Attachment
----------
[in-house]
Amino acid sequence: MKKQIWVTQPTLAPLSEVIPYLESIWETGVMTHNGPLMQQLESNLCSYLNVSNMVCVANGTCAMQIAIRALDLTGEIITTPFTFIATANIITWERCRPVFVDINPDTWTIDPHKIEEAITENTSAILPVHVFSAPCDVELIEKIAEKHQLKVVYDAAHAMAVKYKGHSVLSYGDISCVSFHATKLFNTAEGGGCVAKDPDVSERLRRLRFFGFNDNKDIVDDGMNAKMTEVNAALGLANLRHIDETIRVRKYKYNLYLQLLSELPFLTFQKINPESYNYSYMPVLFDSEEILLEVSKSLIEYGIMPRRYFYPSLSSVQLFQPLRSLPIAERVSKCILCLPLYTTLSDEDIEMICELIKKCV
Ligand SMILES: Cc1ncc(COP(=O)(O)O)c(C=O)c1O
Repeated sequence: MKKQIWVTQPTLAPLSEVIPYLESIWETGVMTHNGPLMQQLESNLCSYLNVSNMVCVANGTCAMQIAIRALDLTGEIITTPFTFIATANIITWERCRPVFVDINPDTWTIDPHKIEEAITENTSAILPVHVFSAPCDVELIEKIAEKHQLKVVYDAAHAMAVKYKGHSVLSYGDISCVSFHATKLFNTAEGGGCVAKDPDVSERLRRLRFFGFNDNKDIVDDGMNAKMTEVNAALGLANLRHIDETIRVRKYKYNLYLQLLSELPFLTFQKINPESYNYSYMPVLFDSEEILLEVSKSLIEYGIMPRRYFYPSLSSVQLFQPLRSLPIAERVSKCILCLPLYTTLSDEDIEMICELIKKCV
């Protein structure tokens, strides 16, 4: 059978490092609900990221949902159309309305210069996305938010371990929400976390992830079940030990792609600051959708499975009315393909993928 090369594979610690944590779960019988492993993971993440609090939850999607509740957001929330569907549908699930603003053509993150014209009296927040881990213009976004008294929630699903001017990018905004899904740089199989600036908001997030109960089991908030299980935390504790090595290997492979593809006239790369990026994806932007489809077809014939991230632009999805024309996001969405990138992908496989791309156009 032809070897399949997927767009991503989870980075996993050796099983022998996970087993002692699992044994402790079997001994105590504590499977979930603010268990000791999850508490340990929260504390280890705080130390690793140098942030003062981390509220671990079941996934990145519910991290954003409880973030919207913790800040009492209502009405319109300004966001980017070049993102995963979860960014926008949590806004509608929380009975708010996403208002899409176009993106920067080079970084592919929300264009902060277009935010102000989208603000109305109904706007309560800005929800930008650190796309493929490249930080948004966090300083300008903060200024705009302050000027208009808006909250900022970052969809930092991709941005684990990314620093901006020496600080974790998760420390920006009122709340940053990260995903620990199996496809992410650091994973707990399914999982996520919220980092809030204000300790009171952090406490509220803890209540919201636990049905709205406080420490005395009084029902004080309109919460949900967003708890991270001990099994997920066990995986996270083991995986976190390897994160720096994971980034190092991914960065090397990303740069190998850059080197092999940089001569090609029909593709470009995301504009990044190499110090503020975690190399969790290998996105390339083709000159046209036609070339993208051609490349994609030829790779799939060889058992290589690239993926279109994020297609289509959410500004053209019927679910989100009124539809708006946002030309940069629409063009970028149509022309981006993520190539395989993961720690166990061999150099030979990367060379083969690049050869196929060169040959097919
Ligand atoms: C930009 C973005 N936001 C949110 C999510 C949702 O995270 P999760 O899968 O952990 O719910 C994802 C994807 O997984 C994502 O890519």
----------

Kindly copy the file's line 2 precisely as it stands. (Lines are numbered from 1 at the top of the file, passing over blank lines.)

Amino acid sequence: MKKQIWVTQPTLAPLSEVIPYLESIWETGVMTHNGPLMQQLESNLCSYLNVSNMVCVANGTCAMQIAIRALDLTGEIITTPFTFIATANIITWERCRPVFVDINPDTWTIDPHKIEEAITENTSAILPVHVFSAPCDVELIEKIAEKHQLKVVYDAAHAMAVKYKGHSVLSYGDISCVSFHATKLFNTAEGGGCVAKDPDVSERLRRLRFFGFNDNKDIVDDGMNAKMTEVNAALGLANLRHIDETIRVRKYKYNLYLQLLSELPFLTFQKINPESYNYSYMPVLFDSEEILLEVSKSLIEYGIMPRRYFYPSLSSVQLFQPLRSLPIAERVSKCILCLPLYTTLSDEDIEMICELIKKCV